Hot answers tagged

11

You need to keep your grass healthy to help combat ground ivy. Water deeply and infrequently and fertilize properly. Have a soil test done at your local cooperative extension to see if there are any issues you need to correct and how much fertilizer you need to add. Ground ivy thrives in damp and insufficiently fertilized soils. There have been university ...


11

It appears that earthworms will not be harmed by it. "Diatomaceous Earth will not harm warm-blooded animals or earthworms Earthworm farmers use it to treat their worm beds for parasites, fungus gnat larva etc. Earth worms are structurally different from insects in that they can actually digest particles of DE. The particles are then eliminated in their ...


11

Step one - if the holes are not particularly large/numerous, ignore them, you don't eat the leaves anyway unless you have a death-wish. Step two - identify the pest - often a quick trip at night with a flashlight is the most effective method - day or might, look under the leaves if you don't see things on top. You can't control or manage an unknown pest ...


9

They should all be 3 feet from one another, the tomato plants and the potatoes. Its not to prevent blight, but to prevent disturbing the roots of the tomatoes if you dig up some potatoes nearby, and to prevent blossom end rot caused by insufficient water/calcium availability for the tomatoes. The greater distance also makes it less likely that any plant will ...


9

You definitely need to do some pruning. Before you start pruning a tree, you should find all of the graft points. Since you have multi-graft trees, there should be one graft at the point where each main branch comes off of the trunk. As you are pruning, keep in mind that if you cut a grafted branch off or cut it back so close to this graft that it will have ...


8

Hand picking them at night is a great way to get a large population under control. After you have reduced their numbers you could try a few things. If you have mulch around your plants you may want to move it back away from the plant stems. Mulch is a great hiding place for slugs. They do not like to go over any rough material so spreading some ...


8

Seems like pillbugs are good for the compost pile. Pillbugs form an important component of the larger decomposer fauna, along with earthworms, snails, and millipedes. All of these animals return organic matter to the soil where it is further digested by fungi, protozoans, and bacteria, hence making nitrates, phosphates, and other vital nutrients ...


8

Glyphosate is a blanket herbicide. It's not used in gardens. Weeds are controlled in gardens by proper tilling (very little), mulching (carbon for walkways, compost near plants), and pulling. No one with a lick of sense uses glyphosate anywhere near their roses. http://www.denverrosesociety.org/education/murder_by_roundup.pdf And the preparation for ...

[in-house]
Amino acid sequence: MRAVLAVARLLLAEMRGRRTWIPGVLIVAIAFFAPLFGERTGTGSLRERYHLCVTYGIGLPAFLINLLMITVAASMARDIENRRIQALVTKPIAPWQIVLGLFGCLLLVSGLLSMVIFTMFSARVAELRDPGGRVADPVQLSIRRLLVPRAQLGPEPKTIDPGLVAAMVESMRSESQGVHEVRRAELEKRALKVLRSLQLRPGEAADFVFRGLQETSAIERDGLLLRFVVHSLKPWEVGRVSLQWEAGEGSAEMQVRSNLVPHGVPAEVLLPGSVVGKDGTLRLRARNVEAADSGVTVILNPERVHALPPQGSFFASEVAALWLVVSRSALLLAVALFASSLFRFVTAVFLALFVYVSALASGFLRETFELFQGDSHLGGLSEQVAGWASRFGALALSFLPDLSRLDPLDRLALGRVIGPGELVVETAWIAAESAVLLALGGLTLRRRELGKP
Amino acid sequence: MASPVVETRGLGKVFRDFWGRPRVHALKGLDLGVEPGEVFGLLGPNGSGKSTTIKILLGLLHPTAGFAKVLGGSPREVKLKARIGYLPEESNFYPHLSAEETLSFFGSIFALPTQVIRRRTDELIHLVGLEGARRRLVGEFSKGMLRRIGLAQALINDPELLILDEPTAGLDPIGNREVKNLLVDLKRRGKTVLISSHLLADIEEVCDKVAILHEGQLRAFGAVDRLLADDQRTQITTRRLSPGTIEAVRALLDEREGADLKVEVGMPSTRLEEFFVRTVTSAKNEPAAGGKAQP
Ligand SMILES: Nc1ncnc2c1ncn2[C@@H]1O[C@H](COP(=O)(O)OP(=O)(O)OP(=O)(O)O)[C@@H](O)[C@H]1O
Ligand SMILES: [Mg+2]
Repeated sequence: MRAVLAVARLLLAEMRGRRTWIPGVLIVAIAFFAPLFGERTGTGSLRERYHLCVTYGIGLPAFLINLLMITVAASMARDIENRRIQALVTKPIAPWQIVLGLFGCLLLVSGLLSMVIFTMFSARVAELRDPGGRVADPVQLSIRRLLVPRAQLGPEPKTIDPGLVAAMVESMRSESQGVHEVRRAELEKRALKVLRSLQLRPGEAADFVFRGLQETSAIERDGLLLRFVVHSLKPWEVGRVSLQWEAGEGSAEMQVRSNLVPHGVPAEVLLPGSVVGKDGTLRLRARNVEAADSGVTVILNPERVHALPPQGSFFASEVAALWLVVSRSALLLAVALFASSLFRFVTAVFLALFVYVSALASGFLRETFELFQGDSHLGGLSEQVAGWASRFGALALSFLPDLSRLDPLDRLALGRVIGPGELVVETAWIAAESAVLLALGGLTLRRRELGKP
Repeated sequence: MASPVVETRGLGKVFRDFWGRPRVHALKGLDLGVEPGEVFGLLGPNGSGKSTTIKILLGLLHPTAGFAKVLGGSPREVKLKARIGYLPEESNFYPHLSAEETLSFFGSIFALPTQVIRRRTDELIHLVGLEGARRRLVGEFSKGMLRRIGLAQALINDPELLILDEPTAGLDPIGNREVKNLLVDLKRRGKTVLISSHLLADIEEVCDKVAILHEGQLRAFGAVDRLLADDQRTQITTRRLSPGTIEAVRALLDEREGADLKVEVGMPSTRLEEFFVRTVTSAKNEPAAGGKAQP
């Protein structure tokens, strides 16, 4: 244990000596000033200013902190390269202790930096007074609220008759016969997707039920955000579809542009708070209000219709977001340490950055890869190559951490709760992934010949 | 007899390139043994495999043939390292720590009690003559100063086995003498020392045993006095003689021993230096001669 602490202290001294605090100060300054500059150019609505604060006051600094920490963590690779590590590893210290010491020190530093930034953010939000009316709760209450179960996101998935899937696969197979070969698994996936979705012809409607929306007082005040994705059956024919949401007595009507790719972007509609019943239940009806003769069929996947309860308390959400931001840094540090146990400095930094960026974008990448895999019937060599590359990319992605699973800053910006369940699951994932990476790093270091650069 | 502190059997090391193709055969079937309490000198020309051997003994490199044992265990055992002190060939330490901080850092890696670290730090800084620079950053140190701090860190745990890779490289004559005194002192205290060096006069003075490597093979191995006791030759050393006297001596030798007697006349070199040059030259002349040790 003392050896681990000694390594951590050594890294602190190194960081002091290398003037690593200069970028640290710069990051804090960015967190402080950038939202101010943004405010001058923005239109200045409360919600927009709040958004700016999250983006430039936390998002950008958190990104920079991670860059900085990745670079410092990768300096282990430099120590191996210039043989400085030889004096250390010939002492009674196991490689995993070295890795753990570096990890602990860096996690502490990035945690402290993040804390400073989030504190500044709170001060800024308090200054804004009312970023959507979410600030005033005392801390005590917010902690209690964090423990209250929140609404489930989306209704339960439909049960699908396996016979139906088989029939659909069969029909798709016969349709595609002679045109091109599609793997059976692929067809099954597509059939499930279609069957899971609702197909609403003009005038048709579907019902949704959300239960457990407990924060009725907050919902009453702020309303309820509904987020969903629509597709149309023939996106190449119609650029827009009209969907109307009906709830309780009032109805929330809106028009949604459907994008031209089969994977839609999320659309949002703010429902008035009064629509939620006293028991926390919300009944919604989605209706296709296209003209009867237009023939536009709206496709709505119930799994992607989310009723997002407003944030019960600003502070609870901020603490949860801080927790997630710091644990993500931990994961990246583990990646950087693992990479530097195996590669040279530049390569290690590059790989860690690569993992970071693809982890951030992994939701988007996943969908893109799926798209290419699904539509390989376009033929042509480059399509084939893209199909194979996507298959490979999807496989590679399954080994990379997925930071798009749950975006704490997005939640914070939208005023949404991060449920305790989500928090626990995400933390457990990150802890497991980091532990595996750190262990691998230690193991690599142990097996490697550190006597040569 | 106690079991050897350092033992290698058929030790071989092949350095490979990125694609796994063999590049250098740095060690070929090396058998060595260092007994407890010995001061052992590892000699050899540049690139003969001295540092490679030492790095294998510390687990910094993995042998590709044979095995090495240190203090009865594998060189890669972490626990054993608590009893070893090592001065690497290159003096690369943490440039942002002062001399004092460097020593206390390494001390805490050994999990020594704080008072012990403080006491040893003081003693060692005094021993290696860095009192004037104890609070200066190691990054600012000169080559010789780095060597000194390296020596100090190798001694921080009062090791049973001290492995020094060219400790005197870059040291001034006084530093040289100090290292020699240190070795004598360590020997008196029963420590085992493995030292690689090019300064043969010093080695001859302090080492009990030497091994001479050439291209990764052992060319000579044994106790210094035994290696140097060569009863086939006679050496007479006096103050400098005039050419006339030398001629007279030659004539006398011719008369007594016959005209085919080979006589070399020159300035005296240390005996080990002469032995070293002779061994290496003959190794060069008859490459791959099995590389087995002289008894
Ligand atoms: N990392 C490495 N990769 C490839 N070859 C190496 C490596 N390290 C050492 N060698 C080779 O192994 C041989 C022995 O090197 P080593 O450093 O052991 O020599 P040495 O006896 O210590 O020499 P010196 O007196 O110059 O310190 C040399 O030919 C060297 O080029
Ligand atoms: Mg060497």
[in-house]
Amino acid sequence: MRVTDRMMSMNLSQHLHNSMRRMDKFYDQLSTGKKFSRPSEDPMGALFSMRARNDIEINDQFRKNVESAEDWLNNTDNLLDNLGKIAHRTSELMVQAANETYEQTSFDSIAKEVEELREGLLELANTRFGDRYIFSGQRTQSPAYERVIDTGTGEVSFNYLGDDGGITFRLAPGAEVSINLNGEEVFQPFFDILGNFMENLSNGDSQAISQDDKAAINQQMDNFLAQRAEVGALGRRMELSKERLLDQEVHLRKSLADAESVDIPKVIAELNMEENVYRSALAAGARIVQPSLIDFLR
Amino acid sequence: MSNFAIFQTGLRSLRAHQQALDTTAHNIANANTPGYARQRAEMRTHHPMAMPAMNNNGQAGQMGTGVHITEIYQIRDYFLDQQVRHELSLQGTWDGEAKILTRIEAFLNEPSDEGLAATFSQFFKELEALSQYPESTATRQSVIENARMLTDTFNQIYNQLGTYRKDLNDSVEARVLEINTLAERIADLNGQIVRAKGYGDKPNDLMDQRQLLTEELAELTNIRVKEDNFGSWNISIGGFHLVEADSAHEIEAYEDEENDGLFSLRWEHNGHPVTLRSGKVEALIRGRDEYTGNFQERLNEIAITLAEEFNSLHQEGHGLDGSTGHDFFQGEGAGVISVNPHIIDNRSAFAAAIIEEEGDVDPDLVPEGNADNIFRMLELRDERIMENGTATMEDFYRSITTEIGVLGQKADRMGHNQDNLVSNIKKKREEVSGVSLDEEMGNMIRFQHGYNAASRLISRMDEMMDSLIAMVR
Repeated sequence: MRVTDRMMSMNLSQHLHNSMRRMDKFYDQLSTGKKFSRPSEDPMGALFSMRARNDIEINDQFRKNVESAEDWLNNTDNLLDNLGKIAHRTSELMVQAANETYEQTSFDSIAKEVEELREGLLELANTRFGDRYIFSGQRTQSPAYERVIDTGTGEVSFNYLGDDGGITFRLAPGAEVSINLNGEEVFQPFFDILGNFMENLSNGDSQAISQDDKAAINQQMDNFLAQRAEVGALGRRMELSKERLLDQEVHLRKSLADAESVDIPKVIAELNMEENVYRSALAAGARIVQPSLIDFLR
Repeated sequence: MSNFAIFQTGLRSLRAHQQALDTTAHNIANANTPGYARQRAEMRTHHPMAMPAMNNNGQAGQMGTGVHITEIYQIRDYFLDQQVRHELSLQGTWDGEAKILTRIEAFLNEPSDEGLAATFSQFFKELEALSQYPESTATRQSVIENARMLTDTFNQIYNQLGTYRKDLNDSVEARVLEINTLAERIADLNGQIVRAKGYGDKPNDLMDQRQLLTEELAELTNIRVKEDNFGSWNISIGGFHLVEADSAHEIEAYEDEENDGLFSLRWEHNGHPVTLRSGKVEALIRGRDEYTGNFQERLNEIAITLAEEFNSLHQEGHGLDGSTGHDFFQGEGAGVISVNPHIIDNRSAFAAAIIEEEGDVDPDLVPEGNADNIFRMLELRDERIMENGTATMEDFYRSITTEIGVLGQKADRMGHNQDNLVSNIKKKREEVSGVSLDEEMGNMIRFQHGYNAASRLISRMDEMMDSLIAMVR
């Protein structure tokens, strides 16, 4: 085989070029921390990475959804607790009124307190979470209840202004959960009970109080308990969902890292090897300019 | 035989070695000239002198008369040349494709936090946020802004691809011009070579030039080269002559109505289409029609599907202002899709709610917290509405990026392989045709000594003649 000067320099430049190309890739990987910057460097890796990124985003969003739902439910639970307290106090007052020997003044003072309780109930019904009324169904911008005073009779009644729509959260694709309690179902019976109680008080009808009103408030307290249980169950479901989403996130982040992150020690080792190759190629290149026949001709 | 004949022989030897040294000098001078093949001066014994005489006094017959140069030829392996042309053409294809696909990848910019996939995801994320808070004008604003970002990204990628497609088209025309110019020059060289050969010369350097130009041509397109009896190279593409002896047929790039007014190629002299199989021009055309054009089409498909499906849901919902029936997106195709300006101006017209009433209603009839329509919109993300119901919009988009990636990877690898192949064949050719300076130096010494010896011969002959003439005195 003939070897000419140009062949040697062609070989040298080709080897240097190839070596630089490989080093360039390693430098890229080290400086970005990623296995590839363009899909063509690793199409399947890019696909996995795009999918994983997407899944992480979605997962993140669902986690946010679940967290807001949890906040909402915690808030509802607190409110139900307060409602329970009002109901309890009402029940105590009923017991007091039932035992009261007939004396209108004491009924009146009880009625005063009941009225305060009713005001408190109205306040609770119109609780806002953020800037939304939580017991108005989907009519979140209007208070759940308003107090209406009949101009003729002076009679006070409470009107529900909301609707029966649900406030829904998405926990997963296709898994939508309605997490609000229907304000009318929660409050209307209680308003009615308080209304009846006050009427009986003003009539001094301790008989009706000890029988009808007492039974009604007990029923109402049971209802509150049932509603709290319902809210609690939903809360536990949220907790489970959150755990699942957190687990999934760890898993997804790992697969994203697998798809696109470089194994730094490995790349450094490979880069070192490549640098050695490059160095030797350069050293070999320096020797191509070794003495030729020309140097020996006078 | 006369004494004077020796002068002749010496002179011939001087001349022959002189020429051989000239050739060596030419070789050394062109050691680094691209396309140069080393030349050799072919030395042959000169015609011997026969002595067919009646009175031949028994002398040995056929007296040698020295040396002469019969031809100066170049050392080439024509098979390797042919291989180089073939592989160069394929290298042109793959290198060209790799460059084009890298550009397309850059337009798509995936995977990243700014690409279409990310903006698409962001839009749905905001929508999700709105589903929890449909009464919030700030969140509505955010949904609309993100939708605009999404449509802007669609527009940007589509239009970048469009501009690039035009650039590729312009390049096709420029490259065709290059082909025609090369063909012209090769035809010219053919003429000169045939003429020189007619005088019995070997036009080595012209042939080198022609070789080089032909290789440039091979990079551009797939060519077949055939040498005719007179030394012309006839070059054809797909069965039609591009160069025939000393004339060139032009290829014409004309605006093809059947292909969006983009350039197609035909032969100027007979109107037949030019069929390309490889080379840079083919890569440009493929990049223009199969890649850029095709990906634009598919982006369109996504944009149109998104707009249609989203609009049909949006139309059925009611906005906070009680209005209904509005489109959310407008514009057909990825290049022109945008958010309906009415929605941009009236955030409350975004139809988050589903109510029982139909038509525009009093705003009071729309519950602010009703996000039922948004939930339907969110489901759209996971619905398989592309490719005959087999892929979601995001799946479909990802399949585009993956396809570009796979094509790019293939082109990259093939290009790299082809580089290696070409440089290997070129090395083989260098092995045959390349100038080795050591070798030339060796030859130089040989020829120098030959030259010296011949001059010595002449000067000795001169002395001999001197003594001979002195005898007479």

7

I've effectively killed it with a 20% horticultural vinegar using a pump sprayer. The grass around it will look like it died but actually goes dormant like it does in a drought. If you water it the day after you spray the vinegar, it will turn green. With the ground ivy, you have to be vigilant because if you leave one runner...the problem comes back. A ...


7

You can kill ivy with storm windows/glass. I got rid of a big patch after all else failed with several 4'x6' storm windows. I laid the glass out on the ivy and it fried it in a couple hours. I moved the windows around for a week and killed a 30 foot x 45 foot area of ivy. Cook it and kill it.


7

Mulch is commonly used to control weeds, as it sounds like you've discovered on your own. Since you have a bad infestation you could use cardboard (or layered newspaper) with wood chips on top to prevent any weeds from seeing the light of day. Use cardboard without glossy paint, and be sure to poke some holes in it to allow water to drain through. Spread it ...


6

I've tried everything in the above answers. I detest killing. BUT, the only way I was able to make a difference in my garden was to get a flashlight and go out at night while slugs were out of their hiding spots and cut them in half. Hundreds every night for 3 or 4 nights and then it drastically began to reduce. I'd go out every other night, every third ...


6

The NPK of any home made compost is usually impossible to tell, but that's not the point of making compost, Alchemist. Composted materials, once well rotted, provide high levels of humus for the soil. This improves the soil environment, which means you have greater levels of soil bio diversity and fertility, thus improving any plant's accessibility to ...


6

There's a type of ladybug that specializes in spider mite control. It's called a spider mite destroyer lady beetle, or Stethorus picipes. They work well, but regular ladybugs just fly off. However, they weren't the most thorough, so I usually use neem oil, or insecticidal soap. Soap and water is very effective, but more damaging to the plant, than neem oil,...